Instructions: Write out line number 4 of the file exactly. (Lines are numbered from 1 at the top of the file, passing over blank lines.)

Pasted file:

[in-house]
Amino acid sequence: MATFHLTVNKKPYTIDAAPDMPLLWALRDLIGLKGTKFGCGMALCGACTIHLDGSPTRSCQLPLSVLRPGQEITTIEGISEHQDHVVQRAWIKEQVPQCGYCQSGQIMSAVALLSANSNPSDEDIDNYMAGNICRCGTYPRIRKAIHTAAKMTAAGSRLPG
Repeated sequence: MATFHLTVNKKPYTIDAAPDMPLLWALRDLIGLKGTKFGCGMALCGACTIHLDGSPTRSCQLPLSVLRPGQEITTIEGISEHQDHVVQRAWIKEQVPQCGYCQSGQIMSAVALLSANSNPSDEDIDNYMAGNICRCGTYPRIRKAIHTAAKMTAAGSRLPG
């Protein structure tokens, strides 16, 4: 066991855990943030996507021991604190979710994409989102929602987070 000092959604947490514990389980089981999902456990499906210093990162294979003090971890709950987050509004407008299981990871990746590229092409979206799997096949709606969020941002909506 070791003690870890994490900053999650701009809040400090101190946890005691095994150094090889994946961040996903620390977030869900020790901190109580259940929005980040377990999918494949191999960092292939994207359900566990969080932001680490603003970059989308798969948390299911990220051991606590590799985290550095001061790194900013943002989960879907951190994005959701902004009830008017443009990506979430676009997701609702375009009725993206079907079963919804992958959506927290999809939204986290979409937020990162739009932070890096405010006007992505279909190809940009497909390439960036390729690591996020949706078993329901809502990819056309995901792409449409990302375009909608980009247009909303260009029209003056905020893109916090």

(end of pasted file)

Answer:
């Protein structure tokens, strides 16, 4: 066991855990943030996507021991604190979710994409989102929602987070 000092959604947490514990389980089981999902456990499906210093990162294979003090971890709950987050509004407008299981990871990746590229092409979206799997096949709606969020941002909506 070791003690870890994490900053999650701009809040400090101190946890005691095994150094090889994946961040996903620390977030869900020790901190109580259940929005980040377990999918494949191999960092292939994207359900566990969080932001680490603003970059989308798969948390299911990220051991606590590799985290550095001061790194900013943002989960879907951190994005959701902004009830008017443009990506979430676009997701609702375009009725993206079907079963919804992958959506927290999809939204986290979409937020990162739009932070890096405010006007992505279909190809940009497909390439960036390729690591996020949706078993329901809502990819056309995901792409449409990302375009909608980009247009909303260009029209003056905020893109916090």